Collector soft lock-up advisory

Learn how to mitigate a Linux kernel issue with eBPF probes on certain kernel versions.

2 minute read

Published: May 15, 2020


StackRox Collector monitors runtime activity on each node in your secured clusters by installing probes. These probes are either kernel modules or eBPF programs specific to the Linux kernel version installed on the node.

We recently encountered a bug in the Linux kernel’s BPF subsystem that causes kernel hangs when the StackRox eBPF probe is installed. The issue is often triggered when the node is under heavy load. You’ll observe the nodes being restarted because of these hangs.

Affected versions

This bug affects a subset of Linux kernels of versions 4.18 or later. Whether a kernel is affected depends on the precise set of backports pulled in by each vendor, hence it isn’t possible to tie this to the kernel version number alone.

We’ve confirmed this issue on kernels shipped with Google’s Container-Optimized OS (COS) version 77 or later. If you’re using Google Kubernetes Engine (GKE) with COS images from the GKE Rapid or Regular release channels, there is a chance that your nodes are running an affected kernel. The Stable release channel ships an unaffected kernel.

However, every distribution that ships a reasonably modern kernel may be affected.


The fix for the underlying issue has been merged into the Linux kernel mainline and has been pulled into various kernel distributions by their respective vendors. The most recent images of COS now ship an unaffected kernel.

However, due to the changes made to the eBPF verifier on the kernel side, you may see CrashLoopBackOff failure messages for the Collector container when inserting the probe that contain a very large output of assembly-style code.

We’ve also undertaken mitigations in our eBPF probes and replaced the probes for affected kernels on our download service and in published Collector images. If you suspect that you’re running an affected kernel and you’re using eBPF as a collection method in at least one of your clusters, follow these steps:

  1. Ensure that you are running the StackRox Kubernetes Security Platform version or newer. If you’re on an earlier version, we strongly advise you to upgrade; if you can’t do so, consider switching to kernel module-based runtime collection in the meantime. To change your collection method:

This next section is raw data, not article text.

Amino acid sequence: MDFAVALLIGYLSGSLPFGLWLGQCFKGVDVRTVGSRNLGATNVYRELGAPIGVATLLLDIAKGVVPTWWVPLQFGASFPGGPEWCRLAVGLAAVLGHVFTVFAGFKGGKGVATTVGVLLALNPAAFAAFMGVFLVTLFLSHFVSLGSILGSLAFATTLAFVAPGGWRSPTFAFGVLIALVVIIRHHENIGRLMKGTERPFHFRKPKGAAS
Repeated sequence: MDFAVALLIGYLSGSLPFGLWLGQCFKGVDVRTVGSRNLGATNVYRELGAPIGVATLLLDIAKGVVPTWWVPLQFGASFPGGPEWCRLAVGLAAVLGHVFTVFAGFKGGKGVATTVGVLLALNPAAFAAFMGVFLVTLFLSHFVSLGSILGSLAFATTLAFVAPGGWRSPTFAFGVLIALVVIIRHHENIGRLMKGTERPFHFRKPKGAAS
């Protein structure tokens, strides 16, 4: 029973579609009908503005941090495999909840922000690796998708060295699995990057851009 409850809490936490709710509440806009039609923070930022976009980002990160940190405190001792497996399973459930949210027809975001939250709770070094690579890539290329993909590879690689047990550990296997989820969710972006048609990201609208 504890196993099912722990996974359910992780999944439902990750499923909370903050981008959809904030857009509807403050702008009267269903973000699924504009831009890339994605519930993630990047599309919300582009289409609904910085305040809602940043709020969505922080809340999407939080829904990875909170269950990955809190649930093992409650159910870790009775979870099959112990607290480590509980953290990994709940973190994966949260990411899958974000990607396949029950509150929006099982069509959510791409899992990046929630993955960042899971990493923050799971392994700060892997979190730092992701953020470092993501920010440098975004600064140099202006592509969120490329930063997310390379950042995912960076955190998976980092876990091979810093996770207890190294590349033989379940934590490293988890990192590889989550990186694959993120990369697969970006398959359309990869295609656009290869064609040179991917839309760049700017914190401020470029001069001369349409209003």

1. Navigate to the Platform Configuration > Clusters view.
    2. Select your cluster. The configuration form appears on the right in a side panel.
    3. Select Kernel Module in the Collection Method menu.
    4. Select the Next button, then download the deployment bundle and deploy it in your cluster.
  2. If you’re using a private registry mirror for the container image, sync the active Collector image with the registry. You can find out the image name by running the command:

    kubectl -n stackrox get ds collector -o jsonpath='{.spec.template.spec.containers[0].image}'

    in each cluster with a deployed Sensor. The image tag should end in -latest.

  3. If you’re running StackRox in offline mode and are using collector support packages, download the latest support package. Then, install the support package by using the roxctl collector support-packages upload command with the --overwrite flag turned on.

  4. Finally, delete all Collector pods to force them to restart by running:

    kubectl -n stackrox delete pod -lapp=collector

After you complete these steps, all your Collectors should be functional again in a state that doesn’t risk triggering the soft lockup.

Advice on the use of eBPF

The eBPF system was designed to be a less invasive, safer alternative to kernel modules, in particular reducing the risk of host-level crashes. While we remain excited by the long-term prospects of eBPF, the encountered issue highlights that eBPF is still a relatively recent technology that, in some aspects, is less mature than its alternatives. We, therefore, advise you to prefer kernel module-based collection for the foreseeable future whenever your platform supports it.

We don’t support kernel modules for Google’s Container-Optimized OS.


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